Gabrielle Giffords' decision to resign from Congress will force Gov. Jan Brewer to call an April special election to replace her.
The governor will set the date for special primary and general elections to determine who will serve the remainder of Giffords' term, which expires Dec. 31.
There's a great deal of speculation about who will run, how much it will cost and if Gifford's will endorse a candidate in the primary.
Giffords plans to turn in her resignation to Brewer shortly after President Barack Obama's State of the Union address on Tuesday night.
"Upon the Congresswoman's office being officially declared vacant, I will call a special primary and general election in order to fill the 8th Congressional District vacancy, in accordance with Arizona law," Brewer said in a statement Sunday. "The winner will complete the remainder of Congresswoman Giffords' term, which expires at the end of 2012."
The governor has 72 hours to set the special election after receiving Giffords' resignation.
Under Arizona law, a special congressional election can only be called by the governor for that purpose. It must be held no sooner than 80 days and no later than 90 days after receiving the resignation.
A general election must be held 50-60 days after the primary.
Before Giffords announced her plans, several candidates established exploratory committee to test the waters for a possible run.
Republican state Sen. Frank Antenori, R-Tucson, and Dave Sitton, a University of Arizona sports broadcaster, have expressed interest in running. Jesse Kelly, Giffords' 2010 GOP opponent, might run again. Republican Adam Hansen of Bisbee also has announced his candidacy.
Antenori said Monday he will not discuss his plans until Giffords finishes her duties in Congress.
"At this time, the focus of attention in Southern Arizona needs to be honoring the congresswoman's service and the sacrifice she has made in service of her fellow Arizonans," the state senator said.
Sitton said Sunday he will meet this week with his exploratory committee this week.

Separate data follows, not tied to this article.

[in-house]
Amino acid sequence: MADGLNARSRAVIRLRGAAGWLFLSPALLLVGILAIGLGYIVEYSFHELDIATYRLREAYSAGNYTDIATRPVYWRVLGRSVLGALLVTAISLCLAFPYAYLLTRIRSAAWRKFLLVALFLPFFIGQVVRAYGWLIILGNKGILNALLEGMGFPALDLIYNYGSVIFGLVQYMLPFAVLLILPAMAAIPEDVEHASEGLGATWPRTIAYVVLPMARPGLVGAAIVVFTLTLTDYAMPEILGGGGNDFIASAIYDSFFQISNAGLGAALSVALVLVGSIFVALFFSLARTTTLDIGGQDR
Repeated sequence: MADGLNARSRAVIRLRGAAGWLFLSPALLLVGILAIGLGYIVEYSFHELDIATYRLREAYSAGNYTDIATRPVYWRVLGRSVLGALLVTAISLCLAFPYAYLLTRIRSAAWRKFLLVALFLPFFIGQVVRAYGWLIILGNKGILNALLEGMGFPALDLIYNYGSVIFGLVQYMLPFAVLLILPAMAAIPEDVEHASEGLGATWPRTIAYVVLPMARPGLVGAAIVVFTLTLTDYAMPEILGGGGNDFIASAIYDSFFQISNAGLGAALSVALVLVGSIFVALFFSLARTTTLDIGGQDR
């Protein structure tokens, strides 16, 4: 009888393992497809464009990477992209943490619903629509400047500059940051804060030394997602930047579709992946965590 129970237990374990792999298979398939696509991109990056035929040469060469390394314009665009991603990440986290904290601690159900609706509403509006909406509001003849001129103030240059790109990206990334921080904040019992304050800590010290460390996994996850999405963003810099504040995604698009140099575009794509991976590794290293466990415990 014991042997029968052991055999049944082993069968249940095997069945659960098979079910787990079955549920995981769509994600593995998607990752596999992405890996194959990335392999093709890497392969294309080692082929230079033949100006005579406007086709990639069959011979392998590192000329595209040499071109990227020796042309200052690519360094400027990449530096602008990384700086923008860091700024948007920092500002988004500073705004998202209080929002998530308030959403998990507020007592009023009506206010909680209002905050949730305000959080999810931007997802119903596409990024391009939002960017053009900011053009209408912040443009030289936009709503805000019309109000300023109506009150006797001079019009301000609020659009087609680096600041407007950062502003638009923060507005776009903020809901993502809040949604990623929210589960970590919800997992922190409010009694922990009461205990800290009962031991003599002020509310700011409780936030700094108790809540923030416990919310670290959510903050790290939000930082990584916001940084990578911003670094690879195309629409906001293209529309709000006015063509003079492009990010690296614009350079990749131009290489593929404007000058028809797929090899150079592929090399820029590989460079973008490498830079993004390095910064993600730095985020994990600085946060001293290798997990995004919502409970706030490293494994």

Democratic state legislators Paula Aboud, Steve Farley and Matt Heinz of Tucson have been mentioned as possible Giffords replacements.
Giffords' chief of staff Pia Carusone and state director Ron Barber have been mentioned as well.
Giffords' husband, former astronaut Mark Kelly, repeatedly has said he isn't interested in running. He said he is focused on Giffords' recovery from the Jan. 8, 2011 mass shooting in Tucson, which killed six and injured 13.
Heinz said Monday: "Yesterday's announcement from Rep. Giffords marks a sad day for our state. Like all Southern Arizonans, I'm deeply saddened at the news that she intends to step down from Congress. It was my hope that she would be back on the campaign trail this year and would serve her constituents for many years to come. She will be greatly missed, but I respect her decision and wish my friend Gabby nothing but continued health and happiness on her road to full recovery."
The special election will be based on current boundaries of Arizona's 8th District. The November election will be held under the new redistricting map.
Candidates who want to run in the special election will have 30 days from Brewer's announcement to collect 800 signatures from registered voters to qualify for the ballot.
At issue for the candidates: Who can raise a lot of money very quickly.
The special election promises to be expensive.
"I look for more money to be spent in the special election than the general election," Pima County Democratic Chair Jeff Rogers said.
That's because the special election will be the only race going at the time whereas the general election will have all the races in play.
Plus, it's Gifford's district which the Democrats want to hold and the Republicans want to take.
It has an aura which is attractive to both parties.
Also, since the US Supreme Court's decision allowing unlimited independent money to be spent on campaigns, Super PAC's have become popular.
Some look for very deep pocketed organizations to target the district.
The candidates spent nearly $6 million in the off year 2010 election and outside groups added at least that or more.
It's likely this race could exceed that.
Money will be a much talked about part of the race.
Besides the special election, the winners will have to turn around to run in the general election in the fall.
For the winner, it could conceivable be four races in eight months.
It's also possible, as some Democrats have hinted at, that a candidate with very deep pockets could announce.
It would avoid the need to raise cash quickly but it could also cause the race to devolve into a spending spree as the GOP races to catch up.
There's also the question of whether Giffords will endorse one of the candidates.
Rogers believes it's "highly likely."
It's her seat so there would be nothing wrong with her picking someone to finish her term.
Then there's the problem that the special election will be held for Congressional District 8 but the general election in the fall with be under the new district boundaries in what is now District 2.
The makeup of the district goes from a 5-percent-point advantage for the GOP to the most competitive district in Arizona, with an equal number of R's and D's.
Speculation runs deep right now but the only thing that appears certain is that the race will be expensive.
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